Livingston's Restaurant52 High Street,
£ – inexpensive
££ – mid-price
£££ – expensive
££££ – very expensive
Review published on 24/02/2003 © Sunday Herald
I've found the perfect place to take Dr Atkins out to dinner. The Dr Atkins, that is, of diet fame. I feel that he could do with a sympathetic hearing.
On Atkins' diet proper, you renounce carbohydrate and eat protein and more protein, with limitless amounts of non-starchy vegetables like green beans or salads and when you've got your weight down, you gradually reintroduce fruits and wholegrains as part of your ongoing eating plan.
Dr Atkins would find something to sink his teeth into at Livingstons, a meaty establishment if ever there was one, and a calorie-counter's nightmare. It does have a more than token vegetarian menu, sporting the usual veggie clichés; risotto, filo basket things, stir fry veg, etcetera. But you just need to look around the plates, crowned with huge tottering towers of animal protein, to see where the kitchen's allegiances lie.
Black pudding (a nutritionist's nightmare) seems to be in vogue in restaurants at the minute and here it was layered up with fried (shock horror) apple, crisp layers of pastry and fried leeks. Dr A would doubtless discard the pastry but I didn't, and in truth, although the dish was on the dry side, a dressing of reduced balsamic vinegar and a herby oil drizzle (more fat) with caramelised shallots cut the richness rather well.
Opposite me, some average, if not spectacular scallops had been tarted up immeasurably by a rasher of crisply rendered, clearly dry-cured smoked streaky bacon. Livingston's obviously has a very good butcher. The bacon fat did something for the scallops as did toasted pine kernels, a lively red pepper sauce and more herby oil trickles.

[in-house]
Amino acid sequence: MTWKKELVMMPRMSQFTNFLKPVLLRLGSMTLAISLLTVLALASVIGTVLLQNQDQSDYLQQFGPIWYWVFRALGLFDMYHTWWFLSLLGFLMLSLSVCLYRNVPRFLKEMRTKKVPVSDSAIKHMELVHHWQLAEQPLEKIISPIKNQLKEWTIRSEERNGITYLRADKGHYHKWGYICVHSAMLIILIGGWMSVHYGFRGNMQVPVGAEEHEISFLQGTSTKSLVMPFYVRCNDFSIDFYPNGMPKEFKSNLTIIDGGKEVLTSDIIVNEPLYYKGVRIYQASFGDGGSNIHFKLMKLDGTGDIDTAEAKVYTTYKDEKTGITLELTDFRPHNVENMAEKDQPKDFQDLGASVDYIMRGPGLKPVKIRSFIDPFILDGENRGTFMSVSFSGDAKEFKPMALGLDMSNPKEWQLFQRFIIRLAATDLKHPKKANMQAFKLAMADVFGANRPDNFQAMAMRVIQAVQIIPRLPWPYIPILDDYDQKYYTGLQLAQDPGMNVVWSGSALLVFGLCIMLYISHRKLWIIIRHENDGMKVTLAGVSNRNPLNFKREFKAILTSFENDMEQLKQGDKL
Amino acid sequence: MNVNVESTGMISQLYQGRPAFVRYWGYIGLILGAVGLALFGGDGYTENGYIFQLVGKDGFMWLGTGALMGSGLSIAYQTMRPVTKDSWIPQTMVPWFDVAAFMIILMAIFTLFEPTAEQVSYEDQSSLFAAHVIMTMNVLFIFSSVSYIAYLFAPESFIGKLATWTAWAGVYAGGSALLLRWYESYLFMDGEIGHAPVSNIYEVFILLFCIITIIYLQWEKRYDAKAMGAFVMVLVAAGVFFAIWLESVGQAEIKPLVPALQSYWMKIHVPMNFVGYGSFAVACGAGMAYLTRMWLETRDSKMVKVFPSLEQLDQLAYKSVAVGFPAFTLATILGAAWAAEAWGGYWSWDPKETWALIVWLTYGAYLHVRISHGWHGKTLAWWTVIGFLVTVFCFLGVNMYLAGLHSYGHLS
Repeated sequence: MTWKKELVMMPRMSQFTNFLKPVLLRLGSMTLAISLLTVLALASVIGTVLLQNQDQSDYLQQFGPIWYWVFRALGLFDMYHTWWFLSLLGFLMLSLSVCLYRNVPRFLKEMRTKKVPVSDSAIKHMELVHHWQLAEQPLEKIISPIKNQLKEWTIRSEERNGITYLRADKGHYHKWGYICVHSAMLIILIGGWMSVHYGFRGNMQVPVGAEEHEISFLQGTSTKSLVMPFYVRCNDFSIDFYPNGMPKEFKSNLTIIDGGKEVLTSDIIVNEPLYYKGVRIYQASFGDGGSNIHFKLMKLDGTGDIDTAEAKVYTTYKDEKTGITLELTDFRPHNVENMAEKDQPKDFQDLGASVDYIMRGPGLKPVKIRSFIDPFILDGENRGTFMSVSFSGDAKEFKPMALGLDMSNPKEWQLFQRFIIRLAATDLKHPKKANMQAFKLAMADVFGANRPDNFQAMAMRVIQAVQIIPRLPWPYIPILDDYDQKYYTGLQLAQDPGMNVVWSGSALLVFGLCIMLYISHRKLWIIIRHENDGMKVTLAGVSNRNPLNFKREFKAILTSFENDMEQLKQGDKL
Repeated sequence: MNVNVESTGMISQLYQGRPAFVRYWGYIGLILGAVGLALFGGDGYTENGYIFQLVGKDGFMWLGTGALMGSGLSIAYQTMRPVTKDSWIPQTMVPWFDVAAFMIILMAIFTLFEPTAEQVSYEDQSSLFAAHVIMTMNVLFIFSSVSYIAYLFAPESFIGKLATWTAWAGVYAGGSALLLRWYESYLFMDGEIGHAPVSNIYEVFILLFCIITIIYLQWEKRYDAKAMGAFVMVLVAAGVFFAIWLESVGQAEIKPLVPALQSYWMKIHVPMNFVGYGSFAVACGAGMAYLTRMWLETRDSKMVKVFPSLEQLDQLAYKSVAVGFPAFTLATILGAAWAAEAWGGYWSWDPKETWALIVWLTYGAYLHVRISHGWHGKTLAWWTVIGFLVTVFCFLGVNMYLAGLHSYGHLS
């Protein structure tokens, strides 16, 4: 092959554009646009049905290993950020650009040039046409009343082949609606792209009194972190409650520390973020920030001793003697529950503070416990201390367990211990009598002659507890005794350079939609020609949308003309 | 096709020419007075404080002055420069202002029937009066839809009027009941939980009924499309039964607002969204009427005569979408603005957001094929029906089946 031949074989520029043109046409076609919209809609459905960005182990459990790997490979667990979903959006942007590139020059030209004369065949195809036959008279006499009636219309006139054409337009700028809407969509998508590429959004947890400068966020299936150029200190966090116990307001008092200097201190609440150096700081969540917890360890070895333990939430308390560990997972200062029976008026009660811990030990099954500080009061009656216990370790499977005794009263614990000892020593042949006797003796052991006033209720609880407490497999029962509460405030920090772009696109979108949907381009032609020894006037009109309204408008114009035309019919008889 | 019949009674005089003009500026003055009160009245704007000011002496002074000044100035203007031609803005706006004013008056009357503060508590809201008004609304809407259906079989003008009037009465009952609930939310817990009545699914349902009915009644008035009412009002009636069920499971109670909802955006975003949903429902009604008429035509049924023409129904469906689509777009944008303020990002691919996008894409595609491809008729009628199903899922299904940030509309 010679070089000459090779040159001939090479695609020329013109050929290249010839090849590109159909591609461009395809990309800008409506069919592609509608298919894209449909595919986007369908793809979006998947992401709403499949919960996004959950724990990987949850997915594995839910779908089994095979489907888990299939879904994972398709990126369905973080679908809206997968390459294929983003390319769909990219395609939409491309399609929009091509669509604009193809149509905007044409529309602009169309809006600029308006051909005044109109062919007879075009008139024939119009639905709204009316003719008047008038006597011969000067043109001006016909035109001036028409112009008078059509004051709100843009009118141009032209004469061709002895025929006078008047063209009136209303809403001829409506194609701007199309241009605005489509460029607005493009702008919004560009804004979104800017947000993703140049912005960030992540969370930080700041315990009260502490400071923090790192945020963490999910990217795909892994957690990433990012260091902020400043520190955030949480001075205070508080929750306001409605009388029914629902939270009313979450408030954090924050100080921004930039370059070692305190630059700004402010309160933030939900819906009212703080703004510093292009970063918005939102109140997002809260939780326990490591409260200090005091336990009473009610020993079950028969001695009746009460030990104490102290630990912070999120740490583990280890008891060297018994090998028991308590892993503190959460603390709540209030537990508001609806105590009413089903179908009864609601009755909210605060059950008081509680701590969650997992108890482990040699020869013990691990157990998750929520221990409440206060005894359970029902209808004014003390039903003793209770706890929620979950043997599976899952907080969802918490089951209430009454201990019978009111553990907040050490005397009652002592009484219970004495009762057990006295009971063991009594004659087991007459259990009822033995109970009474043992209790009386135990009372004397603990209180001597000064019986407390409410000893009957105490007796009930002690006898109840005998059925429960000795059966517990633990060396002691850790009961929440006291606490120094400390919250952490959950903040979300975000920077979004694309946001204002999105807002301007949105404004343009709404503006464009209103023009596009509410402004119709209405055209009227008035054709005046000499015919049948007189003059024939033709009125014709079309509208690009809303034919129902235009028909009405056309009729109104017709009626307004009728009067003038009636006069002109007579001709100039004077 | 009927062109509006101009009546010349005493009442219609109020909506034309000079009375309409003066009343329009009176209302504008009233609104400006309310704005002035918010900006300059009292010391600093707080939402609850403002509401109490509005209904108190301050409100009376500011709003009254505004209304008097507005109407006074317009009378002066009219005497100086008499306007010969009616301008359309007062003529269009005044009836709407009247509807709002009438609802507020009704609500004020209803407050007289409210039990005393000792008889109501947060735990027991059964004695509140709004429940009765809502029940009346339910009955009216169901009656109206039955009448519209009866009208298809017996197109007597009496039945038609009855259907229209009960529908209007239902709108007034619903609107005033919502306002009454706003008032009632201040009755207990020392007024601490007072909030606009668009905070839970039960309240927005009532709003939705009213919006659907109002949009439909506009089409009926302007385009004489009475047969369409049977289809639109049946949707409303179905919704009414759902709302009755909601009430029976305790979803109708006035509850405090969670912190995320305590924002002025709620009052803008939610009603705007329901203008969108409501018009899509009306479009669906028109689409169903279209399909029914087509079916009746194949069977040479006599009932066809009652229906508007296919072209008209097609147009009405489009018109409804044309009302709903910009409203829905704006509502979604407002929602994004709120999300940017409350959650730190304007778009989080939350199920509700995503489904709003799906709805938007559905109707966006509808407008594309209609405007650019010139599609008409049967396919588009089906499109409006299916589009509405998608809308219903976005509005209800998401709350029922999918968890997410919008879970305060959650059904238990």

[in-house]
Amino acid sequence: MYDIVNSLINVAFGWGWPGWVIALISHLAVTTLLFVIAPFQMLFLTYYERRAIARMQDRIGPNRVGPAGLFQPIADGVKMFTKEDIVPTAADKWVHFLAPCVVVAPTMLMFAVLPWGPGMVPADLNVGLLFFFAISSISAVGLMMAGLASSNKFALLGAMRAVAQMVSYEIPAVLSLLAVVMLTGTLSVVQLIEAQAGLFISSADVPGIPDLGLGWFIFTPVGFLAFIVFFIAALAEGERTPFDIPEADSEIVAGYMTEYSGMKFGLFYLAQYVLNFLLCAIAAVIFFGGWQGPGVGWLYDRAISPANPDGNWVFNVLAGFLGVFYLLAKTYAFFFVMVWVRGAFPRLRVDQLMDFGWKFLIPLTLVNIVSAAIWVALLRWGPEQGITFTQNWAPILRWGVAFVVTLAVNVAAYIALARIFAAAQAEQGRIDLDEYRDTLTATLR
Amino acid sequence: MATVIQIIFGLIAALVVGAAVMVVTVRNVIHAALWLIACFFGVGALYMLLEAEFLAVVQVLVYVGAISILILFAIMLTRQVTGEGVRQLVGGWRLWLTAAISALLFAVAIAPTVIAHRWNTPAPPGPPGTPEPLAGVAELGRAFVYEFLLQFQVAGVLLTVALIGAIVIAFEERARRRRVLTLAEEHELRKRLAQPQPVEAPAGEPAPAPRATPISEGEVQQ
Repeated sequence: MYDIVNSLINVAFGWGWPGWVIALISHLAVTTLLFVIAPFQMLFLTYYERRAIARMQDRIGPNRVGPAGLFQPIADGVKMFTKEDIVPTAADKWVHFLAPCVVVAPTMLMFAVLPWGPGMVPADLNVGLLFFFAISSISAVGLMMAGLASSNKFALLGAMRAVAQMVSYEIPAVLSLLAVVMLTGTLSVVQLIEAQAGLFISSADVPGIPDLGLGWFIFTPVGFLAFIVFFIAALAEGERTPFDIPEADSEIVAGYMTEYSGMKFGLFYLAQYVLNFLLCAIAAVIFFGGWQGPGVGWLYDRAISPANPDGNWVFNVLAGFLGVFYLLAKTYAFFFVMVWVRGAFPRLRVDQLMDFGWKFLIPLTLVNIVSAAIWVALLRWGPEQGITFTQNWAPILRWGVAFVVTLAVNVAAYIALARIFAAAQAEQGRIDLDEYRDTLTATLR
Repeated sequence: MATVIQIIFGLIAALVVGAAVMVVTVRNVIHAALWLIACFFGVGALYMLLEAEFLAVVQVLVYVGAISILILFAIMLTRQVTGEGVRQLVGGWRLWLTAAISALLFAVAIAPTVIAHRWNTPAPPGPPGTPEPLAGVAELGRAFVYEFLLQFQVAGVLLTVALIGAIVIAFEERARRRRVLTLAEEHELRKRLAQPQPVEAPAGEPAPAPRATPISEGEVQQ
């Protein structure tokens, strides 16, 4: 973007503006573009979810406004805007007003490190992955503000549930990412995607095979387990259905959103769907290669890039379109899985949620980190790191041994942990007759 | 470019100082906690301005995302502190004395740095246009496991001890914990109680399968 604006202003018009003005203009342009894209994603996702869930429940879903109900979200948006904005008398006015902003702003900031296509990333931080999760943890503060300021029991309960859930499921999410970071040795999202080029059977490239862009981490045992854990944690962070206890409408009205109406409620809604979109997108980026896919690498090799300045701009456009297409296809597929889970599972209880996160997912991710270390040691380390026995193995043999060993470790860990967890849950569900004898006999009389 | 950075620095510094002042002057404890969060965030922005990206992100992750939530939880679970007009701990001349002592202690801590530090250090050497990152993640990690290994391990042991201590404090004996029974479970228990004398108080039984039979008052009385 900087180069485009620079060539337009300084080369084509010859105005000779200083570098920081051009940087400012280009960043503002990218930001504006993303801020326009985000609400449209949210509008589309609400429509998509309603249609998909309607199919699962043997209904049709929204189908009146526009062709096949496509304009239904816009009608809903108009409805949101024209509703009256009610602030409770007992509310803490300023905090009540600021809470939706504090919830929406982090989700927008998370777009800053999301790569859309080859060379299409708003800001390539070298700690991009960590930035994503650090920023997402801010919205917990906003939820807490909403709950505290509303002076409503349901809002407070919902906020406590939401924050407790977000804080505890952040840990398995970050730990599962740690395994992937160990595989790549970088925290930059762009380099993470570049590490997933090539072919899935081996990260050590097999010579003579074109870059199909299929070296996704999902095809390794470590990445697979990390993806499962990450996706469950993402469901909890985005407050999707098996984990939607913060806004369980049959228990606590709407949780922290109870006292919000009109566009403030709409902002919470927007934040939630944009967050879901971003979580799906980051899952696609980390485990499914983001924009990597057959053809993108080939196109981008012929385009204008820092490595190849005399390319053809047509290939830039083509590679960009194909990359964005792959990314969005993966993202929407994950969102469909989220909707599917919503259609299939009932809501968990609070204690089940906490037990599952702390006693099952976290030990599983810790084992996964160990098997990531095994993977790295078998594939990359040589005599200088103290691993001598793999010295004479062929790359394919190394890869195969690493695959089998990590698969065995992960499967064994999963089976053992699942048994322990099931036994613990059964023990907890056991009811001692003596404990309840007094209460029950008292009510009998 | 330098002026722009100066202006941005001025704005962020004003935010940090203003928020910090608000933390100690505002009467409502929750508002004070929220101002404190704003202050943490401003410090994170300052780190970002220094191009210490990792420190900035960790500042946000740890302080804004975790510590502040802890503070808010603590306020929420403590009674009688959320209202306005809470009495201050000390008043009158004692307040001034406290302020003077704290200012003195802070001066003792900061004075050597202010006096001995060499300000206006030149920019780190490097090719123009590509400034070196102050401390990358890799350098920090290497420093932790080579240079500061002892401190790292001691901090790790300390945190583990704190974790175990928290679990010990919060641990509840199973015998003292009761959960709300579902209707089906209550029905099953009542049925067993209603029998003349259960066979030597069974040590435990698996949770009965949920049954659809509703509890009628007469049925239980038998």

Next, the main courses; a gargantuan serving of tender pink venison, mildly gamey but with none of that shrill sourness of overhung flesh, and a huge cushion of Aberdeen Angus fillet. In technical terms, both meats were expertly timed and cooked and their sauces were equally accomplished. The venison came with a deeply winey gravy, complemented by the tartness of fresh brambles. The beef had another distinctively different wine-based sauce alongside a creamy green peppercorn one. This might sound like overkill, but the two merged surprisingly well. Vegetables were suitably seasonal, including fondant braised red cabbage, the only weak note being watery batons of 'turned' carrot and neep.
Such carnivorous excesses demand a great red wine. Ronald Livingston, clearly an oenophile, has put together an interesting list with some rare treats on it. His pleasure and delight when you pick one of his favourites is quite infectious. We mutually purred over a 1997 Amarone di Valpolicella from Speri, (winner of a prestigious 'Three Glass' award from Gambero Rosso and Slow Food Italy). It was splendid, a truly memorable bottle. This is a great list if you're a wine anorak.
I'd like to tell you that following dear Doctor A's precepts, I declined the puds for a wedge of cheese but then, I find it impossible to stick to any one dietary line, preferring to follow my own philosophy of 'If it tastes good - eat it.' So we tucked into a great baked chocolate construction with a hot oozing middle complemented by a nice milky ice cream (neither were too sweet) and the dessert platter - a miniature creme brulee, stem ginger ice cream and sticky toffee pudding. Deeply nutritionally incorrect I know, but once in a while, really rather good.
Joanna Blythman is Glenfiddich Food Writer of the Year. Picture by Adrian McMurcie www.amcmurchie.com